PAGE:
In a low oil price environment to 2020 Russian gas with its sunk upstream and transportation costs looks very attractive compared with US Gulf Coast LNG on the basis of cost of supply, so the Russian strategists may decide that the competitive threat from the US LNG suppliers that would struggle to recover their variable costs is not serious.

But price recovery (oil prices at $70-80 per barrel, gas prices at $8-10 per MMBtu) in 2018-2019 gives US LNG projects a chance to recover their full costs.  They, therefore, would become serious competitors to Russia’s pipeline gas in Europe. (See Figure 2)


Figure 2

Price sensitivity of gas-on-gas versus oil-indexed gas competition



Source: Center for Energy Policy Research, National Research University – Higher School of Economics


Russia’s gas export strategy in Europe so far has been based on value maximization proposition rather than on protecting its market share.  Russia has accepted the role of a balancer for the European gas market as part of its legacy long-term contracts that contain significant seasonal and structural flexibility.  But if the new challenge from the growing number of LNG projects that would target Europe becomes an extended threat to Russia’s market share, it may change its position and attempt to defend its market share.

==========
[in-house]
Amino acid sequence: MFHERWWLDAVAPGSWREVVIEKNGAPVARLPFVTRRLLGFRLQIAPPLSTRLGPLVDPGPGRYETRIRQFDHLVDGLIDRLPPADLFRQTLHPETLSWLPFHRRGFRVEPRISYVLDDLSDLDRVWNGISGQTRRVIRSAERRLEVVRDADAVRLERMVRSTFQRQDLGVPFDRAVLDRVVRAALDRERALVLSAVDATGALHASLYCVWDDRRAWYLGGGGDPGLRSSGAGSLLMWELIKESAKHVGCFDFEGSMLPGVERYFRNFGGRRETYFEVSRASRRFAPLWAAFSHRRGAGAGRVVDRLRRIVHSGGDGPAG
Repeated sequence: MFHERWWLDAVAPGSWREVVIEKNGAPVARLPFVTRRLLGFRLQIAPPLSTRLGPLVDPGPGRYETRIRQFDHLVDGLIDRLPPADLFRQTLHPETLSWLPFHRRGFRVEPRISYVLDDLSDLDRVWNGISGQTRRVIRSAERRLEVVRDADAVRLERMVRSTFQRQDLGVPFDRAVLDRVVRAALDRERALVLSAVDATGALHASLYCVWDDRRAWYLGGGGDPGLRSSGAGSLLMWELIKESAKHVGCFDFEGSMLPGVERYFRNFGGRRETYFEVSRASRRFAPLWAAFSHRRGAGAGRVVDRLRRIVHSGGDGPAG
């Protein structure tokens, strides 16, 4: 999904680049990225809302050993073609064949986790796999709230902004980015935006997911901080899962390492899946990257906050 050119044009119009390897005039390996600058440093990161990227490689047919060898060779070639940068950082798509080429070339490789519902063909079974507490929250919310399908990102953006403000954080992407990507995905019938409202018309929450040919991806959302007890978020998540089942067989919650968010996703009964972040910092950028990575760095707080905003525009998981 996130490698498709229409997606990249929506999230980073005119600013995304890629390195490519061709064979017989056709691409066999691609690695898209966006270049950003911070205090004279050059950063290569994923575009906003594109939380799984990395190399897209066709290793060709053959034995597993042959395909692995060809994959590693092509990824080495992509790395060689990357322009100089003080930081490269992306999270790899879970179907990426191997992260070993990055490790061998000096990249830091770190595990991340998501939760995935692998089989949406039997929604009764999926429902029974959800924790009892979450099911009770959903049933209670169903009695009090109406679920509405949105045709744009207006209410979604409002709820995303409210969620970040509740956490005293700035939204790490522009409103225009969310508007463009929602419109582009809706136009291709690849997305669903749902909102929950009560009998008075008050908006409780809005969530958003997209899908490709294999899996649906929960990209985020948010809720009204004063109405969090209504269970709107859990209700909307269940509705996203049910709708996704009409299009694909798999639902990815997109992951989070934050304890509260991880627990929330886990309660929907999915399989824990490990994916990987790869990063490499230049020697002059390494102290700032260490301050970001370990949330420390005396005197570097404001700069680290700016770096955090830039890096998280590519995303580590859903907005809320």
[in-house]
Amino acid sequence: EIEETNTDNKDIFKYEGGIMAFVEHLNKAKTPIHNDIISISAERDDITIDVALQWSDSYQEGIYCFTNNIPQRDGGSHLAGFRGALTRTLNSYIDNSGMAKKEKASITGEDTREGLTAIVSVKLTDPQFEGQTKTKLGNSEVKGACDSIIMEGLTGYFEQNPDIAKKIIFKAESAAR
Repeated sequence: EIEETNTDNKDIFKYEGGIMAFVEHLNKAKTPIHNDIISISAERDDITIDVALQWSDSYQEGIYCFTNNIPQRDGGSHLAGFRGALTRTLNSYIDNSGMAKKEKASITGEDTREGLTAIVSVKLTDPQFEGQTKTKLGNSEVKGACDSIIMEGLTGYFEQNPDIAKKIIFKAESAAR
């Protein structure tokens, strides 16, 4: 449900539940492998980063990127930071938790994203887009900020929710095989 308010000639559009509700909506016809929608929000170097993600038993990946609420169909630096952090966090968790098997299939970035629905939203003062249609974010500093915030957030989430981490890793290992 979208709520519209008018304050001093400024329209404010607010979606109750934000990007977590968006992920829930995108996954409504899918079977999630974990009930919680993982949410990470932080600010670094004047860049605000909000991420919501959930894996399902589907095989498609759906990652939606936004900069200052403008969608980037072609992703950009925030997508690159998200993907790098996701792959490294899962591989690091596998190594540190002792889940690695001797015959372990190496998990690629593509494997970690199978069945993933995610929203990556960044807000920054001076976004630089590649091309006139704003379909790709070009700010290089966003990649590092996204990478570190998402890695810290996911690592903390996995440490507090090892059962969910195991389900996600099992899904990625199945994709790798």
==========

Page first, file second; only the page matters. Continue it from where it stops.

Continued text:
Russia’s response to the challenge to its market share in Europe, in our view, is going to be retroactive rather than proactive and matched to the perceived threat.  Depending on the future path of the oil price, this strategy may play out well for Gazprom, but may also result in an extended period of lower exports and lost revenues.

Two key elements of Russia defensive strategy in the European gas markets could become, first, restricting flexibility in its contracts with Europe, and second, putting more of its gas to European hubs to initiate a “price war” with alternative suppliers.